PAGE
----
Thursday, August 29, 2019

Murano, Murrini, Millefiori and Other Glass Confusion

Fish with murrini eyes and decorative murrini accents
Today, when I was getting ready for a bit of torch fun, I threw out this sentence~ 'I'm just going to make a few murrini.' The response? 'I thought you had to go to Italy to do that.' Hmmm, and this from someone who has slogged through many years of listening to me talk about glass, glass and more glass. I'm sure a lot of folks are confused by glass terms because, well, a lot of them sound similar. And what's with all the Italian words?! So I'm here to, hopefully, make a little of it make sense.

Follow this link to find out more about the language of lampwork.




Murano~ Many of you are familiar with 'Murano Glass'. Murano glass is simply glass that is made by traditional methods on the island of Murano in Italy. But... The supplies for most of the beads I make are made on that same island. Some companies will call their glass Murano glass because the raw materials for the items are made in Murano. There are actually strict rules about what should labeled Murano glass ~ find more information about that here.

Making the cane
Heating the glass to stretch it
The canes before being cut
Murrini~ A slice of composite cane which creates a pattern in cross section. Lino Tagliapietra gives a thorough explanation on his website. There are a number of different ways to make this cane, both over a torch and in the kiln. Glass is layered into a large barrel shape, which creates a pattern within. The cane is then heated and stretched into a thinner rod, which reveals a pattern in cross section when it is sliced after it has cooled. These slices or chips are then applied to hot glass in a number of different ways. They can be applied on the surface or encased with clear glass; melted flat to the larger glass piece or left as bumps on the glass. Nearly any pattern can be made using this technique, as shown by Loren Stump. Find more information here. My own murrini are pretty simple. I've still got a lot to learn in that department!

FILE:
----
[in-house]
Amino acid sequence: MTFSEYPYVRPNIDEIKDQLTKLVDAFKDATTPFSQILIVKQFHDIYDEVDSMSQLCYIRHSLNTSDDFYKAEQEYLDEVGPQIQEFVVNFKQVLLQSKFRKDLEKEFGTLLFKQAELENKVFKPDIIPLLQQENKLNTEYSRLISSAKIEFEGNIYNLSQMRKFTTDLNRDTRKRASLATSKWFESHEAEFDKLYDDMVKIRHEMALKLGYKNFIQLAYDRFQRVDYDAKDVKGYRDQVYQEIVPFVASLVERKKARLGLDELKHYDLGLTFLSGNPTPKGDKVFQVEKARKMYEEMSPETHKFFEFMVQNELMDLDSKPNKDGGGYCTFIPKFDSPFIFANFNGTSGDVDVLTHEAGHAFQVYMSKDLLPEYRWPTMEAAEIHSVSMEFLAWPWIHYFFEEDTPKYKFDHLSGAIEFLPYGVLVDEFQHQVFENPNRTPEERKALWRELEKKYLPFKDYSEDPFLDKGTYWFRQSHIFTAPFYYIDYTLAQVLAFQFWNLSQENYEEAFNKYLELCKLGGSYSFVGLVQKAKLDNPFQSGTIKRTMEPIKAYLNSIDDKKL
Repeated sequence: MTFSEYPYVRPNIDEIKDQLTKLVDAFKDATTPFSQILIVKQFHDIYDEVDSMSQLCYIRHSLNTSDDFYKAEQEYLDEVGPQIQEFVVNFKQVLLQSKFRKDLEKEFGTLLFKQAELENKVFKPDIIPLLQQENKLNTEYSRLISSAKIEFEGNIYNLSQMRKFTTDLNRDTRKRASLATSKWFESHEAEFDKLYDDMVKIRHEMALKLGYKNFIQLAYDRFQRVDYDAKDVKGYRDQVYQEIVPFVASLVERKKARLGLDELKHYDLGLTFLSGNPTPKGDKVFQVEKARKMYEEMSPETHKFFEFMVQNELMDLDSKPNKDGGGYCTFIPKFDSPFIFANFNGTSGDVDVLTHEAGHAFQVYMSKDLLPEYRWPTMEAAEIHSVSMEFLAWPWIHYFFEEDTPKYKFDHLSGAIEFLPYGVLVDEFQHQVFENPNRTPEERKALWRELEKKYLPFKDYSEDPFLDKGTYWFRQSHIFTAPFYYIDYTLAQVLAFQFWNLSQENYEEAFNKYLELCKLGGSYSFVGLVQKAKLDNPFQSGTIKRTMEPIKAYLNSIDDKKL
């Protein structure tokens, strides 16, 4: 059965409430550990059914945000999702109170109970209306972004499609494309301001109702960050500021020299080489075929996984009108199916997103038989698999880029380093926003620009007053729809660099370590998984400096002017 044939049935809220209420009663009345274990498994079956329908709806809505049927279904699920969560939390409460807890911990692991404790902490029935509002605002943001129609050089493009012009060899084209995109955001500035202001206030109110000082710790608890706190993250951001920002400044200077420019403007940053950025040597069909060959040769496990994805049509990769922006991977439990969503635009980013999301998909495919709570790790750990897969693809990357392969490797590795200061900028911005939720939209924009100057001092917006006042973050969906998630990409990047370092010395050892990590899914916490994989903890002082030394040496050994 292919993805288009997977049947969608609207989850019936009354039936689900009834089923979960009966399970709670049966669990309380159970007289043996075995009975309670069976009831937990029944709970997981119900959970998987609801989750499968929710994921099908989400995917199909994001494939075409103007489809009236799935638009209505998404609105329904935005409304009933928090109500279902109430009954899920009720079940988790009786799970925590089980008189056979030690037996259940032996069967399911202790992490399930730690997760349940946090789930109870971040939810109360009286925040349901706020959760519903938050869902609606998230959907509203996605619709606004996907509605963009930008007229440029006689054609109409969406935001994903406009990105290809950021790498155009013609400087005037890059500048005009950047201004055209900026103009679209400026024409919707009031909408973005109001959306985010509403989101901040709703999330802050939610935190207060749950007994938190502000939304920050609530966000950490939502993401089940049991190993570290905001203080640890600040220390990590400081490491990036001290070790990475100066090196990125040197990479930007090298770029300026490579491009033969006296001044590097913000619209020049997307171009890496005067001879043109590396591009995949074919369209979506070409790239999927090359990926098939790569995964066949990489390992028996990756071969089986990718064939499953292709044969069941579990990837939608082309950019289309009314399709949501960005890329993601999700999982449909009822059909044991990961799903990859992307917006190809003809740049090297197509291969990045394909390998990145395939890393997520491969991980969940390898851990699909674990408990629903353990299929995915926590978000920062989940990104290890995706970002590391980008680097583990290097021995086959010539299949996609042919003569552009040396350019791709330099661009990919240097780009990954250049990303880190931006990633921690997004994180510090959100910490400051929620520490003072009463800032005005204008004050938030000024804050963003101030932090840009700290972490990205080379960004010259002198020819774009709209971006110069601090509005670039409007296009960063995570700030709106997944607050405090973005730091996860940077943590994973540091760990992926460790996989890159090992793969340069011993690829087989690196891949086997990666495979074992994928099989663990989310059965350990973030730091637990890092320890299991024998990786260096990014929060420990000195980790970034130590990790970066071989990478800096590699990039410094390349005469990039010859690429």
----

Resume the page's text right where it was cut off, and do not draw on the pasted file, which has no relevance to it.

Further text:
Millefiori~ Italian for 'thousand flowers', millefiori is a lot of murrini laid up right next to each other, often covering an entire glass piece or an area of a piece. I personally expect the murrini in a piece referred to as millefiori to be patterned in a way that looks like flowers. Otherwise, I would refer to the glass piece as having a 'mosaic' design., which is what these patterns were called prior to about 1849.

Moretti~ A type of soft glass commonly used in glass beadmaking which is made by the Effetre company on the island of Murano.

Here's a wee bit more about my own murrini use.




Thursday, August 15, 2019

Removing a stuck lampwork bead from a mandrel.


Removing a Stuck Bead From a Mandrel

Here's what I have found works particularly well for removing long, thin glass beads from a mandrel (a tip from my book 'Reflections, the Diary of a Glass Beadmaker'). Tubes can be more difficult to remove from your mandrel than other types of beads due to the larger amount of glass that is in contact with the mandrel.
 
Soak the beads in water for a little while. Grab mandrel right below the bead with vice grips (at the long end of the mandrel). Make sure the vicce grips are tight on the mandrel and perpendicular to it. Grab the bead firmly with a paper towel or flexible jar opener. Turn the whole apparatus so that the bead is at the bottom. Grip the bead firmly and (here's the trick!) wiggle the vice grips (not the bead) back and forth and turn them until the bead loosens. Once the bead has loosened, twist and pull it to remove completely.

I have heard that soaking in vinegar may help, and also that putting a bead in the freezer might help because the metal mandrel contracts a little bit. For me, the vice grips method works best.